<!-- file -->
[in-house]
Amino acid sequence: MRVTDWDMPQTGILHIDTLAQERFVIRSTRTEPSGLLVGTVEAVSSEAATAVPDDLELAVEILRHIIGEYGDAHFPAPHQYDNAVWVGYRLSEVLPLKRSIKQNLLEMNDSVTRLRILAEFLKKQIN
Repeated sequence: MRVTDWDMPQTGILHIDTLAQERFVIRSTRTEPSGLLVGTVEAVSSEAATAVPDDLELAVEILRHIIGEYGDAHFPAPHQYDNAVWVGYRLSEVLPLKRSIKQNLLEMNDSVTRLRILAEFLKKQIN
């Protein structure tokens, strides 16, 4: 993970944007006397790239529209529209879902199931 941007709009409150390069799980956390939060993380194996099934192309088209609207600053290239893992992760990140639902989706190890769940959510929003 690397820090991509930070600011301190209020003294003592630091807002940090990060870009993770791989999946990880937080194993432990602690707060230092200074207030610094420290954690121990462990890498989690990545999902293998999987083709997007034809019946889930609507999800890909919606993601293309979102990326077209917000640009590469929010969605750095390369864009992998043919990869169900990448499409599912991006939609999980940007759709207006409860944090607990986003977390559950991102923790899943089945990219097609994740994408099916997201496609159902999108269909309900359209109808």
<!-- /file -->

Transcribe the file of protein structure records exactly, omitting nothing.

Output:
[in-house]
Amino acid sequence: MRVTDWDMPQTGILHIDTLAQERFVIRSTRTEPSGLLVGTVEAVSSEAATAVPDDLELAVEILRHIIGEYGDAHFPAPHQYDNAVWVGYRLSEVLPLKRSIKQNLLEMNDSVTRLRILAEFLKKQIN
Repeated sequence: MRVTDWDMPQTGILHIDTLAQERFVIRSTRTEPSGLLVGTVEAVSSEAATAVPDDLELAVEILRHIIGEYGDAHFPAPHQYDNAVWVGYRLSEVLPLKRSIKQNLLEMNDSVTRLRILAEFLKKQIN
């Protein structure tokens, strides 16, 4: 993970944007006397790239529209529209879902199931 941007709009409150390069799980956390939060993380194996099934192309088209609207600053290239893992992760990140639902989706190890769940959510929003 690397820090991509930070600011301190209020003294003592630091807002940090990060870009993770791989999946990880937080194993432990602690707060230092200074207030610094420290954690121990462990890498989690990545999902293998999987083709997007034809019946889930609507999800890909919606993601293309979102990326077209917000640009590469929010969605750095390369864009992998043919990869169900990448499409599912991006939609999980940007759709207006409860944090607990986003977390559950991102923790899943089945990219097609994740994408099916997201496609159902999108269909309900359209109808």